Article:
LEDs are a hit with facility operators because they’re energy-efficient and long-lasting. Unlike incandescent or fluorescent lights, they don’t make a popping noise and die suddenly, unless the components fail. Instead, their light output slowly declines over time.
But not all LEDs are created equal. LED lifetime varies for each fixture. And after they’re installed, various factors can decrease that lifetime. Here, we’ll walk you through how manufacturers rate the lifetime of your LED lights and explain several issues that could shorten that lifetime.
How LED Bulb Lifetime Is Rated
Let’s start by discussing the lifetime of an LED. The Illuminating Engineering Society of North America (IES) published three documents that help quantify and calculate the life expectancy of an LED lamp or fixture.
This document, Lighting Methodology (LM) Number 80, sets out the process for testing LED chips for longevity. This information, while highly technical and expansive, may help the specifier understand the quality of the chips selected by the LED lamp or fixture producer.
Basically, the chip maker test process includes testing a quantity of LED chips for 6,000 hours at three different temperatures, typically:
- 25 C°
- 35 C°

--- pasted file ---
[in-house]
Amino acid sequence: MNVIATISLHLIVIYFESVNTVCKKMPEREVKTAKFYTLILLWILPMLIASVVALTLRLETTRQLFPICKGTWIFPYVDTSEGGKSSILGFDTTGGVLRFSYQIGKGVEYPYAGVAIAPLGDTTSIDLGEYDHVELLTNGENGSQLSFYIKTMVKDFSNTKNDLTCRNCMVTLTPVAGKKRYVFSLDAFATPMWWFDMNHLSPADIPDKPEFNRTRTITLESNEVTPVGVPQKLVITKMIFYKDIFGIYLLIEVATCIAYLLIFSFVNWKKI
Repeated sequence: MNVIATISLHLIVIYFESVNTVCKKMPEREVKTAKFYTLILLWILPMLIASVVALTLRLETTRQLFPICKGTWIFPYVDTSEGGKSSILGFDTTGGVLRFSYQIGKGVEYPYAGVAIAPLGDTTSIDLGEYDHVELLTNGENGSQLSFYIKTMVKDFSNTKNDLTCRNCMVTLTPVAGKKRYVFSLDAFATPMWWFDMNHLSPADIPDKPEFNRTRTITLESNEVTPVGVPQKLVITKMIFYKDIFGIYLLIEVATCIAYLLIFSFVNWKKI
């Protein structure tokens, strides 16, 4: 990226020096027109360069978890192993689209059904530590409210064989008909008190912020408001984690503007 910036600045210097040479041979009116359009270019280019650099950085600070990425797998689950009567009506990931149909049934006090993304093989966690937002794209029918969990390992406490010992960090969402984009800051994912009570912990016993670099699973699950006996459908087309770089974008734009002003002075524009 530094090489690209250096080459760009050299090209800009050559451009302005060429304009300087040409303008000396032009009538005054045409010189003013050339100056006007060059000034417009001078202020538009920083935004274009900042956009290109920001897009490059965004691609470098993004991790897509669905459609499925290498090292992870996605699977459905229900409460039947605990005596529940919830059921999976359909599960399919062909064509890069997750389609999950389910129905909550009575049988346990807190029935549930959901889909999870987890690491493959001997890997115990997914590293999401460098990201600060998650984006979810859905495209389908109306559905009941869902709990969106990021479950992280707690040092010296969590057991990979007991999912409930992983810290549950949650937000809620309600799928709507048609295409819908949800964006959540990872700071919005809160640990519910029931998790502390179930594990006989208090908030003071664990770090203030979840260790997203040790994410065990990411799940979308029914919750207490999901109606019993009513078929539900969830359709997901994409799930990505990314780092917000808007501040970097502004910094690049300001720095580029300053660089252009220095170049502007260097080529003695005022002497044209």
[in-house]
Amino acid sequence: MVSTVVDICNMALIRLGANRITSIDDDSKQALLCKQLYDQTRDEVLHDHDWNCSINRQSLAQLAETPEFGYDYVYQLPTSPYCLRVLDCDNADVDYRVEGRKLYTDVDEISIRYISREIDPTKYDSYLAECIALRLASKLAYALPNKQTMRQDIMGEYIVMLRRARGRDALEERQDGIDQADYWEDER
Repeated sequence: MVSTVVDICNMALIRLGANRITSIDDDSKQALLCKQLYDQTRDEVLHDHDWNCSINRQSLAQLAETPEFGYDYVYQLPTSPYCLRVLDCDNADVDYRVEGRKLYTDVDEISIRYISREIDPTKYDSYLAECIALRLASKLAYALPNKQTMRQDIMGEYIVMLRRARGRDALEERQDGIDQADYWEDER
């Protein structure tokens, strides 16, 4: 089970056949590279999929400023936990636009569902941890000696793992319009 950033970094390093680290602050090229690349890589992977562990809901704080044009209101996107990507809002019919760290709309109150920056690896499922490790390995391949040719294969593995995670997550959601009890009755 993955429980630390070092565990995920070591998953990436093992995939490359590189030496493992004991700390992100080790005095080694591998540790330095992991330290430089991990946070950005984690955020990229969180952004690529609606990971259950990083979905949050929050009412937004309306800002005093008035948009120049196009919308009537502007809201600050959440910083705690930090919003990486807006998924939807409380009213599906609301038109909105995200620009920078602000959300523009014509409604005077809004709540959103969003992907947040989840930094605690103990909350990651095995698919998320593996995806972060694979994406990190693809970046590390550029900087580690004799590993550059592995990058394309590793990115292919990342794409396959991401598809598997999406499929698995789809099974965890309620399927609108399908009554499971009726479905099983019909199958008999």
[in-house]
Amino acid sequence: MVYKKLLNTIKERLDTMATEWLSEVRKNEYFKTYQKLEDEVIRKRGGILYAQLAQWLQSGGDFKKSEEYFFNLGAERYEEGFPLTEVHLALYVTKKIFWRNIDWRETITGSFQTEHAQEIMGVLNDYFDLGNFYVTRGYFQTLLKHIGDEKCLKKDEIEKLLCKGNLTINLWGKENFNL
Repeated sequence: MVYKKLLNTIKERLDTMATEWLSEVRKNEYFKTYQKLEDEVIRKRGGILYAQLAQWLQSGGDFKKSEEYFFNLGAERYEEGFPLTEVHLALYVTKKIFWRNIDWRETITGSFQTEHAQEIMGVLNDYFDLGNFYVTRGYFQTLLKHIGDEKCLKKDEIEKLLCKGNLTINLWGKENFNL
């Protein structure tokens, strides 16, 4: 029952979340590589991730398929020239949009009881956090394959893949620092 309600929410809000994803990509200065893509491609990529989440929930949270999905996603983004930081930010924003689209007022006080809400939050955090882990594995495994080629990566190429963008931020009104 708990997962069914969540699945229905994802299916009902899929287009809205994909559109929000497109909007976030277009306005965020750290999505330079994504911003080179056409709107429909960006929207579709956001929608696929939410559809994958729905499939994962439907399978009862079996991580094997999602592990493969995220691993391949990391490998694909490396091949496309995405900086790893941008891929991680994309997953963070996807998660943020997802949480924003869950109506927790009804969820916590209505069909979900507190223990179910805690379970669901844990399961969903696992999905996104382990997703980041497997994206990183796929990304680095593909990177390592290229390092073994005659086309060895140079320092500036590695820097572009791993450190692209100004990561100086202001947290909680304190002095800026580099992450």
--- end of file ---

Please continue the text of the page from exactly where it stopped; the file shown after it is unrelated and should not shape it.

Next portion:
- 55 C°
This document, Technical Memorandum (TM) Number 21, explains the method of extrapolating the LM-80 test data to develop life expectancy and lumen depreciation at a future point in time. Typical life ratings published by industry manufacturers are expressed either as:
- L70: Life rating in hours when 70% of rated lumens remain (30% lumen depreciation)
- L80: Life rating in hours when 80% of rated lumens remain (20% lumen depreciation)
- L90: Life rating in hours when 90% of rated lumens remain (10% lumen depreciation)
As an example, TM-21 might project that LED chips could have a life expectancy of 100,000 hours at L70. Based on operating hours or other ambient variables, say 24/7 (8,760 hours/year), that equates to 11.4 years after 30% lumen depreciation.
The best overall picture and quality of an LED system (chips, driver, heat sink, wiring, assembly, surge suppression, and other components) are determined by the LM-79 report. The LM-79 testing procedure captures performance characteristics and full capabilities of LED as a system (integrated LEDs, luminaries, and lamps). This 13-15 page report, generated by a third-party accredited test laboratory, furnishes output data from multiple tests. It is a snapshot of a “test sample” provided by the manufacturer. The report is a useful benchmark to compare like systems of manufacturer A vs. B vs. C, etc.
The LM-79 report provides:
- Test parameters and equipment
- Test temperatures
- Electrical characteristics
- Lumens per watt
- Other electrical or photometric characteristics
When comparing systems, the LM-79 report is crucial to see the big picture of each system being evaluated.
LM-79 reports do not address:
- Lifetime ratings
- Changing performance over time
- LED case temperature
Factors Influencing LED Life Expectancy
Now that we’ve covered LED lifetime, let’s cover what can drastically shorten that lifetime. Most LED system issues are due to driver failure, an essential LED component. Driver failure can be caused by: